On my run this morning, I contemplated the freedom/independence “we” are celebrating as a nation today and instantly recalled this prayer of gratitude I posted for Thanksgiving on dhamma 4 mama*–my blog on parenting as a spiritual practice.
Given the complex history of the United States and the current political landscape where civil liberties of marginalized populations are continuously being threatened, there is no monolithic and concrete experience of freedom for all Americans. There’s a myth of a dream that is a nature to shift and transform just when we imagine it’s within reach.
My deepest sense of freedom came from committing to the bodhisattva path and taking refuge in the Five Mindfulness Trainings and in the Three Jewels in 2006. So today I embrace and celebrate my personal and subjective spiritual experience of freedom, which I have learned to cultivate and embody wholeheartedly through movement, mindfulness and meditation.
Today, may we appreciate this food
and remember those who are hungry.
May we appreciate our family and friends
and remember those who are alone.
May we appreciate our health
and remember those who are sick.
May we appreciate the freedoms we have
and remember those who suffer injustice and tyranny.1
I spent Wednesday morning in our tiny kitchen blanching, boiling, carmelizing, chiffonading, chopping, cubing, dicing, sautéing, seasoning, smelling, stirring, and tasting.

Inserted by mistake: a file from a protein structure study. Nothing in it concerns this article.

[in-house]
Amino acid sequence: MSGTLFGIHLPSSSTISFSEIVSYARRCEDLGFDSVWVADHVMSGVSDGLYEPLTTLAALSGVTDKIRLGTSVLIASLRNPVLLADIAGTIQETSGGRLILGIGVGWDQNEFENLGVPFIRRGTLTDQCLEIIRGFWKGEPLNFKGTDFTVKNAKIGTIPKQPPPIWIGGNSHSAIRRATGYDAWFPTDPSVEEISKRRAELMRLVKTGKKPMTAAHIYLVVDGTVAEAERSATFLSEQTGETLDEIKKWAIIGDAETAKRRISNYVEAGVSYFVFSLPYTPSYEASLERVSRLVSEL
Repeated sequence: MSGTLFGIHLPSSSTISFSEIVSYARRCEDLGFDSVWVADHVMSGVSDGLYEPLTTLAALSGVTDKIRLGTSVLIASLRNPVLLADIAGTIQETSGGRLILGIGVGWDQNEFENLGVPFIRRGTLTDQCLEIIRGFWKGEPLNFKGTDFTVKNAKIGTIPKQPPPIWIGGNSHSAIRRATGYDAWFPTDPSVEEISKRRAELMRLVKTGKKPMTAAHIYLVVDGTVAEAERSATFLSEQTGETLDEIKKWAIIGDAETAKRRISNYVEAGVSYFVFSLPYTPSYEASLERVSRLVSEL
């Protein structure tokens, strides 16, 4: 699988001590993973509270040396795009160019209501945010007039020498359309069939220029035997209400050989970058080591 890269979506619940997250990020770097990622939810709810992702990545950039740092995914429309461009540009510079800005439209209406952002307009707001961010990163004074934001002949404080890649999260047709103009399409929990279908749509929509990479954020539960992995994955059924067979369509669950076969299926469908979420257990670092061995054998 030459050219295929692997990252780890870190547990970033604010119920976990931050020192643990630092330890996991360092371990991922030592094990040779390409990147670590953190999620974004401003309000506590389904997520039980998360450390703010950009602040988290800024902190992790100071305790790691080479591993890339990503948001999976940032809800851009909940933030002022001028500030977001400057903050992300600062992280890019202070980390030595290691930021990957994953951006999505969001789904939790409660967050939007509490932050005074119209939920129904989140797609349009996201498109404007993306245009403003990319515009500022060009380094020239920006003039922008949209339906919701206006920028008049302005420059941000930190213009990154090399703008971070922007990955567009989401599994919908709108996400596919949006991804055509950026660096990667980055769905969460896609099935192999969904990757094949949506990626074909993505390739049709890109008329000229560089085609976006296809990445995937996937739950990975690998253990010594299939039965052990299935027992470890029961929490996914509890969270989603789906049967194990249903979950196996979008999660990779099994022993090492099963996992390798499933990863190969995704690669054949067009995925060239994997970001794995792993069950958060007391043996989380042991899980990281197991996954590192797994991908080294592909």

As I breathedin the swirl of pungent and sweet aromas from the herbs, vegetables and meat, I breathed out loving awareness and prayers of gratitude for the gift of being able to prepare and share a Thanksgiving meal with my family. My mate and I openly acknowledged that our blessings outweighed any minor irritations that come with hosting a holiday gathering: our good health, solid relationships, comfortable home, and modest but sufficient financial resources.
I quietly returned…
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“He who argues for his limitations gets to keep them.” ~ Richard Bach
Wow! To be “committed to stuck-ness”…
Such a powerful statement about an equally powerful position to be caught in:
gripped by pain, fear, anger, self-doubt, feelings of helplessness and defeat.
Constantly hearing the voice of the inner critic calling out our flaws and weaknesses. We wince and turn away. Our vision now obstructed, dimmed.
To reframe this question (to refresh our perspective and broaden the view) is to unravel what has us so tightly bound.
This is a timely contemplation for our practice of awakening the voice of self-compassion and love. This voice speaks in gentle and reassuring tones with discernment and wisdom.
We open our eyes to witness the illusions dissolve, remembering that what makes us whole and free is not always visible to the unskilled eye.
Yogic concept + practice of Pratipaksha Bhavana
This post was written several years ago. I’m feeling great these days and ready to post some of the things written in darker moments…
From January 2010
I’m lying in bed and the right side of my body is frozen. I’m right-handed. I want to get up and the thought alone isn’t getting me there. I remember something my doctor said, “When you wake up, pay attention to what is working. Put all your attention on that.”
I scan my body. My left arm is great. Okay, left arm, show me what you can do. I reach to grab one of the headboard spindles, and use my left arm to roll over and hoist myself up. My left leg is working pretty well, too. I lean against the wall and drag myself into the bathroom. Home run. I may be right-handed, but my left arm rules.
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